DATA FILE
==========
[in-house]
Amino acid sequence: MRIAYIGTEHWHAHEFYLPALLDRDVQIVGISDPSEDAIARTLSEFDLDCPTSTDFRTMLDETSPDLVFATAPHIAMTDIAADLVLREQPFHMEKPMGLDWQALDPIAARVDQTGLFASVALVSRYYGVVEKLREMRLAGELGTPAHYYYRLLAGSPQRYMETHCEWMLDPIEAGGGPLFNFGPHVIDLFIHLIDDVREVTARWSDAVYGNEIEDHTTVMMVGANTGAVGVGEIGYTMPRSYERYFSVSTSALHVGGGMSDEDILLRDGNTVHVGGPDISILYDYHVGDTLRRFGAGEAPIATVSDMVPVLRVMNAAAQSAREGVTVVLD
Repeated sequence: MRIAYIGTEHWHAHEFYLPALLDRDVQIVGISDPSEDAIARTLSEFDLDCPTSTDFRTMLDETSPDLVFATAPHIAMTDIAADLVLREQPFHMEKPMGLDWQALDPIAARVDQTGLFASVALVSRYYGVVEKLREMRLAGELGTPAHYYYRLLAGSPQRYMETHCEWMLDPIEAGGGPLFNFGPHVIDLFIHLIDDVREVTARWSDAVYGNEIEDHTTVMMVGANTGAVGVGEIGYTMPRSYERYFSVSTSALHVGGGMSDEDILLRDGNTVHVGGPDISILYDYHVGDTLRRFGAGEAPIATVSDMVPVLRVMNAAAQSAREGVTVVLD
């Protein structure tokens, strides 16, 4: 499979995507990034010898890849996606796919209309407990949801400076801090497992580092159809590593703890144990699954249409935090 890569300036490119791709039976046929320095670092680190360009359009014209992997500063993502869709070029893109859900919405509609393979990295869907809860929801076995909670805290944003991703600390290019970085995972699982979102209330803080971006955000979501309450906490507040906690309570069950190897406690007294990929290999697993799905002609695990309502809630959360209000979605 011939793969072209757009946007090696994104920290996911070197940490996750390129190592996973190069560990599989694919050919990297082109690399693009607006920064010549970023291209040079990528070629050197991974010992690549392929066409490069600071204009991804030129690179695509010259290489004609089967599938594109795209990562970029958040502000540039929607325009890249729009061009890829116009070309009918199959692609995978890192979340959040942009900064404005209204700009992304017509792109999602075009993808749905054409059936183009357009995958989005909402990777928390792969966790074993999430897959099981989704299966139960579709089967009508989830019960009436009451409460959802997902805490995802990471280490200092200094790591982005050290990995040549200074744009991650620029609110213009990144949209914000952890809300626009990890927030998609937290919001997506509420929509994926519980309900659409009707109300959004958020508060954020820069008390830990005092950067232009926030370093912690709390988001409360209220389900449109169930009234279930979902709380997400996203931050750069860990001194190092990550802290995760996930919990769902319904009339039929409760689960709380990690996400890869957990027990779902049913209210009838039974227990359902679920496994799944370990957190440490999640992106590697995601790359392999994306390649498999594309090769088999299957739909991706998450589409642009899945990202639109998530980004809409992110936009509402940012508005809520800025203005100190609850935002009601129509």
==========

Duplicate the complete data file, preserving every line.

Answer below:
[in-house]
Amino acid sequence: MRIAYIGTEHWHAHEFYLPALLDRDVQIVGISDPSEDAIARTLSEFDLDCPTSTDFRTMLDETSPDLVFATAPHIAMTDIAADLVLREQPFHMEKPMGLDWQALDPIAARVDQTGLFASVALVSRYYGVVEKLREMRLAGELGTPAHYYYRLLAGSPQRYMETHCEWMLDPIEAGGGPLFNFGPHVIDLFIHLIDDVREVTARWSDAVYGNEIEDHTTVMMVGANTGAVGVGEIGYTMPRSYERYFSVSTSALHVGGGMSDEDILLRDGNTVHVGGPDISILYDYHVGDTLRRFGAGEAPIATVSDMVPVLRVMNAAAQSAREGVTVVLD
Repeated sequence: MRIAYIGTEHWHAHEFYLPALLDRDVQIVGISDPSEDAIARTLSEFDLDCPTSTDFRTMLDETSPDLVFATAPHIAMTDIAADLVLREQPFHMEKPMGLDWQALDPIAARVDQTGLFASVALVSRYYGVVEKLREMRLAGELGTPAHYYYRLLAGSPQRYMETHCEWMLDPIEAGGGPLFNFGPHVIDLFIHLIDDVREVTARWSDAVYGNEIEDHTTVMMVGANTGAVGVGEIGYTMPRSYERYFSVSTSALHVGGGMSDEDILLRDGNTVHVGGPDISILYDYHVGDTLRRFGAGEAPIATVSDMVPVLRVMNAAAQSAREGVTVVLD
């Protein structure tokens, strides 16, 4: 499979995507990034010898890849996606796919209309407990949801400076801090497992580092159809590593703890144990699954249409935090 890569300036490119791709039976046929320095670092680190360009359009014209992997500063993502869709070029893109859900919405509609393979990295869907809860929801076995909670805290944003991703600390290019970085995972699982979102209330803080971006955000979501309450906490507040906690309570069950190897406690007294990929290999697993799905002609695990309502809630959360209000979605 011939793969072209757009946007090696994104920290996911070197940490996750390129190592996973190069560990599989694919050919990297082109690399693009607006920064010549970023291209040079990528070629050197991974010992690549392929066409490069600071204009991804030129690179695509010259290489004609089967599938594109795209990562970029958040502000540039929607325009890249729009061009890829116009070309009918199959692609995978890192979340959040942009900064404005209204700009992304017509792109999602075009993808749905054409059936183009357009995958989005909402990777928390792969966790074993999430897959099981989704299966139960579709089967009508989830019960009436009451409460959802997902805490995802990471280490200092200094790591982005050290990995040549200074744009991650620029609110213009990144949209914000952890809300626009990890927030998609937290919001997506509420929509994926519980309900659409009707109300959004958020508060954020820069008390830990005092950067232009926030370093912690709390988001409360209220389900449109169930009234279930979902709380997400996203931050750069860990001194190092990550802290995760996930919990769902319904009339039929409760689960709380990690996400890869957990027990779902049913209210009838039974227990359902679920496994799944370990957190440490999640992106590697995601790359392999994306390649498999594309090769088999299957739909991706998450589409642009899945990202639109998530980004809409992110936009509402940012508005809520800025203005100190609850935002009601129509």